I’m putting together a Kickstarter project which will allow supporters to get in on the ground floor and be a part of the Doc Wilde relaunch, and will be offering rewards ranging from a thank you on the acknowledgement pages of the books to signed and numbered limited editions to new additional Doc Wilde stories in exclusive editions. I’m still working out the details, but the plan is to begin the Kickstarter on Friday, March 30th and have it end on Saturday, April 28th.

Daring adventure! Dastardly villains! Climactic cliffhangers!…Byrd updates the old movie serials genre, populates his story with an adventure-seeking family that brings to mind superhero versions of Steve Irwin and his children, and dusts the whole thing with Indiana Jones–style searches for magical artifacts. Oh, and he adds frogs, lots and lots of frogs…     —Booklist on Doc Wilde and The Frogs of Doom

For the unfamiliar, the Doc Wilde stories depict the adventures of a modern day pulp hero and his swashbuckling kids. They draw on my lifelong love of pulp fiction and are full of humor and action and literary allusion. They are meant for kids and grown-ups alike, in the vein of something like The Incredibles or Raiders of the Lost Ark.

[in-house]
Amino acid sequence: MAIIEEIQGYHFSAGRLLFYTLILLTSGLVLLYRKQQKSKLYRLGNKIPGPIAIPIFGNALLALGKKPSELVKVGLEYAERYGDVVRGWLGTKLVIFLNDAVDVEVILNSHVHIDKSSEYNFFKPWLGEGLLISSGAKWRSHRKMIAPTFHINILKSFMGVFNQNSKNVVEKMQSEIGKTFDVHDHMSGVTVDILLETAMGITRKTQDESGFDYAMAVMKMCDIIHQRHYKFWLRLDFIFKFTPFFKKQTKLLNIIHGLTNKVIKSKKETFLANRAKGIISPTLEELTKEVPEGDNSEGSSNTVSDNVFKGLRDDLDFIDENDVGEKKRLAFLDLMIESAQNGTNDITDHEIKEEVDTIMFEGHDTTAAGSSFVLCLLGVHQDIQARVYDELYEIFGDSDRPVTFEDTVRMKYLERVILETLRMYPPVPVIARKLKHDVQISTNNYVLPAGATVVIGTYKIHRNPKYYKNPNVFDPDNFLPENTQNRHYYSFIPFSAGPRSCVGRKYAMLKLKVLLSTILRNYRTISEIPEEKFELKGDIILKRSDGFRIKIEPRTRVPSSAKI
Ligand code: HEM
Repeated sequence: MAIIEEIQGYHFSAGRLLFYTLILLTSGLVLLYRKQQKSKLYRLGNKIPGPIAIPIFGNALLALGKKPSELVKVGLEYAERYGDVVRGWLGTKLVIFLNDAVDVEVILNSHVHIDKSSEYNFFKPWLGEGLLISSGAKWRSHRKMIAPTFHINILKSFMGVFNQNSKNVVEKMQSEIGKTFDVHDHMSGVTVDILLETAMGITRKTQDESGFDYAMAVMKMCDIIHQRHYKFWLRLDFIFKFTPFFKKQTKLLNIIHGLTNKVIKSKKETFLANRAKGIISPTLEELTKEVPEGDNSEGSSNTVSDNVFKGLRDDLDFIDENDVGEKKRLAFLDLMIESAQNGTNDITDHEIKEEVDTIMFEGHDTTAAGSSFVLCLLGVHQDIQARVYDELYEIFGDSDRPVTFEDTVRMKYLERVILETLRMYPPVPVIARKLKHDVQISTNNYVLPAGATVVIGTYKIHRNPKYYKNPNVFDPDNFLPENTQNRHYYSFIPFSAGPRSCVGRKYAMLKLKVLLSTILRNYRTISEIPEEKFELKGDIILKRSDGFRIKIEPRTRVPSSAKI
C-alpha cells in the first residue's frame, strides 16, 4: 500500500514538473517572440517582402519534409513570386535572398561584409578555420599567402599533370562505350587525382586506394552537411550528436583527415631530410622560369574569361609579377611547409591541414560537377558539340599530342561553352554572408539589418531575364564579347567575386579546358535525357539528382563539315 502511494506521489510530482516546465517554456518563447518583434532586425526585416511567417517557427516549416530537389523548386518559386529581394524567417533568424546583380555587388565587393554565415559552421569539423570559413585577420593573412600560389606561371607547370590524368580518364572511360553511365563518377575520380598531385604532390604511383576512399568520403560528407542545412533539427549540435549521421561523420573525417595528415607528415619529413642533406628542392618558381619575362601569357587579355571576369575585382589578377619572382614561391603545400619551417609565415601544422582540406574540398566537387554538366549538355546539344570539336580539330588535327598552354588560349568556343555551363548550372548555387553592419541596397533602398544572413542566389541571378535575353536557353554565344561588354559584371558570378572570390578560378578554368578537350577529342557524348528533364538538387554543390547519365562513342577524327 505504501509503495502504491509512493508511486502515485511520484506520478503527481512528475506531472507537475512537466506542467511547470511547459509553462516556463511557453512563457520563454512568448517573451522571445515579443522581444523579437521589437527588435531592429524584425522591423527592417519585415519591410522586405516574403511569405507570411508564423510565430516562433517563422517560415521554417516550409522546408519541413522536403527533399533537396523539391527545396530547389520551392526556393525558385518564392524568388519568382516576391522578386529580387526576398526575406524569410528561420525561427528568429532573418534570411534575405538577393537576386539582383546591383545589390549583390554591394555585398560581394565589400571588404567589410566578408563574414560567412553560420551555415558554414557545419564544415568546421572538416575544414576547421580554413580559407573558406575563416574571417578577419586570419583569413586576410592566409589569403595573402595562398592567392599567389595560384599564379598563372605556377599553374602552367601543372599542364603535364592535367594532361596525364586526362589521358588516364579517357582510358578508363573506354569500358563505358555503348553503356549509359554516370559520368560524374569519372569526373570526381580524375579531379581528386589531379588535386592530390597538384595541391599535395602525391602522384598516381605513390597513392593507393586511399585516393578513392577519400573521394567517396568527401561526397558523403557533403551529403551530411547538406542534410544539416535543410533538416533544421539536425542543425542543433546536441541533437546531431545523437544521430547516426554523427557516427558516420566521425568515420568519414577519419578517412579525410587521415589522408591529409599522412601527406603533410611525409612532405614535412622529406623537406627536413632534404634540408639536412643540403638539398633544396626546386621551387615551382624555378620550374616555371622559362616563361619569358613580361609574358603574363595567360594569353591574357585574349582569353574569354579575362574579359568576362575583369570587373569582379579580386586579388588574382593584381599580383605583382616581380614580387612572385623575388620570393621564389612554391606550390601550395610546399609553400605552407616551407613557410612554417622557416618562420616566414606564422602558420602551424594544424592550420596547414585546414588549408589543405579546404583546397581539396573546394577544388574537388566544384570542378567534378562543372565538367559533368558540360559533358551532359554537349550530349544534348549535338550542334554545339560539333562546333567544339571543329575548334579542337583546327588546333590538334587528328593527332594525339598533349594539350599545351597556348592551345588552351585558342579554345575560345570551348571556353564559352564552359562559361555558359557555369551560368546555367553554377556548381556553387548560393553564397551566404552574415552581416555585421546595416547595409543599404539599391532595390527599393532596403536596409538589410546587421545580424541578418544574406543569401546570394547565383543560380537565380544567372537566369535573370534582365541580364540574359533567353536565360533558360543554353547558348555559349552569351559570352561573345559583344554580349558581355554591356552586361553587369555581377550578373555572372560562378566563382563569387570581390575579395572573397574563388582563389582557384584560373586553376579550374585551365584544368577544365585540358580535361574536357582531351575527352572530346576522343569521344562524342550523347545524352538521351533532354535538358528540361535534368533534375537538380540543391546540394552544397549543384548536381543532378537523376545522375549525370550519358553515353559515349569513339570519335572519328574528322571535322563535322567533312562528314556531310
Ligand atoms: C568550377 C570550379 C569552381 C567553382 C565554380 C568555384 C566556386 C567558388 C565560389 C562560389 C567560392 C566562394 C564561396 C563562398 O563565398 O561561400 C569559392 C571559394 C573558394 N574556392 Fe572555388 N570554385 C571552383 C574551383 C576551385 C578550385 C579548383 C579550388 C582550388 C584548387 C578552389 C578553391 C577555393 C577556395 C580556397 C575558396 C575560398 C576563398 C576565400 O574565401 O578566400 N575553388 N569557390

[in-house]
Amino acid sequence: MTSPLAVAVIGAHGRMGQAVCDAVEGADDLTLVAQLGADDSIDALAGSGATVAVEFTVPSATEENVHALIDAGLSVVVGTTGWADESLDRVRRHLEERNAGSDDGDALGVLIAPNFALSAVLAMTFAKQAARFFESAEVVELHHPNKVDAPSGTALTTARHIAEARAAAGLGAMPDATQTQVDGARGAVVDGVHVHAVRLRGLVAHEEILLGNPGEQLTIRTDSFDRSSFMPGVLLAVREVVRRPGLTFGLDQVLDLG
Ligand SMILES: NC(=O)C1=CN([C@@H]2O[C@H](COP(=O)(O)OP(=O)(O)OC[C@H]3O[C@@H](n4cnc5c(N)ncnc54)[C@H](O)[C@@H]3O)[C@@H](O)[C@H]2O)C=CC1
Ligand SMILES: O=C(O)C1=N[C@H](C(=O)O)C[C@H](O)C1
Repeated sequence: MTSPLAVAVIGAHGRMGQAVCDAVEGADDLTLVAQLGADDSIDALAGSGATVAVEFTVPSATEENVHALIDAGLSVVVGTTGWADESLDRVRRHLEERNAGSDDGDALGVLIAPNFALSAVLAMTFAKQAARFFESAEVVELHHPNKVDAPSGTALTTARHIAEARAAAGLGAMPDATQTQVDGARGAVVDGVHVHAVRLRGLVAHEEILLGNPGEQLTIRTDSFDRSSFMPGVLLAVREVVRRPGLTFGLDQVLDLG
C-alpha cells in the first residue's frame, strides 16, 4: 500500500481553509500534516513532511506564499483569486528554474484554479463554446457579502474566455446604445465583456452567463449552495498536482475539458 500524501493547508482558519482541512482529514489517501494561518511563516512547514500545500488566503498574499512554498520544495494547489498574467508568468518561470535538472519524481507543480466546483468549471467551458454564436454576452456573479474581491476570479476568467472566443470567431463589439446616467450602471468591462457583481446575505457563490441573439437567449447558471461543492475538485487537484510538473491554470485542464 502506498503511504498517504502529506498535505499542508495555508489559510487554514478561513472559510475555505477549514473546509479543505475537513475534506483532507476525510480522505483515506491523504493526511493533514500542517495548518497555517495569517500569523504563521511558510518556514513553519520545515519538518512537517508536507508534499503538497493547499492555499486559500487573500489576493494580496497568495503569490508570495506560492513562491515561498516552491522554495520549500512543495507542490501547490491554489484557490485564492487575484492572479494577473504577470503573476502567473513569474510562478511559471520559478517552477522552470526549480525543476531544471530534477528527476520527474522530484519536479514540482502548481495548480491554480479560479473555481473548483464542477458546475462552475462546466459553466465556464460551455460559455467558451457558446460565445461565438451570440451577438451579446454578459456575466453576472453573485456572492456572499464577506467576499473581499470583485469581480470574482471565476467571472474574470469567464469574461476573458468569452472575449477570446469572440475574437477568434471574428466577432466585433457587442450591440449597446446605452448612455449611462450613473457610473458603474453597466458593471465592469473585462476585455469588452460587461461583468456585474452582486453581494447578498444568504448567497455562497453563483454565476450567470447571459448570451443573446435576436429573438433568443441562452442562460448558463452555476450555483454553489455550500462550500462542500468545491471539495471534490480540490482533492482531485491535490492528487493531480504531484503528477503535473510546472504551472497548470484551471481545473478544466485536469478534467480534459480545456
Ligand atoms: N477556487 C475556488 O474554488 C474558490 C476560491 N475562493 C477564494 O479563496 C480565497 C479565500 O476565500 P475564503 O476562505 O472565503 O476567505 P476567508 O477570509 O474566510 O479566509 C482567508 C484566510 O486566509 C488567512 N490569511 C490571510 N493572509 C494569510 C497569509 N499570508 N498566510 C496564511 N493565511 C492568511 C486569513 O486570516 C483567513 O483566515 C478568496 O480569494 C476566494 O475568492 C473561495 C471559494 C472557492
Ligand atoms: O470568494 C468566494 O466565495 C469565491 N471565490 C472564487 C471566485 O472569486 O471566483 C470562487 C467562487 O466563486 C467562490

As we approach the Kickstarter start at the end of this month, I’ll keep you updated, and will give you a taste of each of the three books. (To make sure you get the latest, you can click the “Follow” button in the sidebar to the right).  Later today, watch for an excerpt from Doc Wilde and The Frogs of Doom

This is good, heady stuff. The writing flows beautifully, with occasional forays into laugh-out-loudness…The science is artfully articulated and seamlessly stitched into the fabric of the story. There are good guys and bad guys, car chases, cliffhangers, betrayals, action sequences to rival Indiana Jones, and an explosion of frogs that defies taxonomy…    —Ideomancer Speculative Fiction on Doc Wilde and The Frogs of Doom

ANNOUNCEMENT: The Third Doc Wilde Adventure Will Be…

In my post about this year’s Doc Wilde relaunch, I told you that Doc Wilde and The Frogs of Doom would be re-released in its deluxe improved edition in June, Doc Wilde and The Mad Skull would follow in August/September, and the third book, to be named later, would follow in November.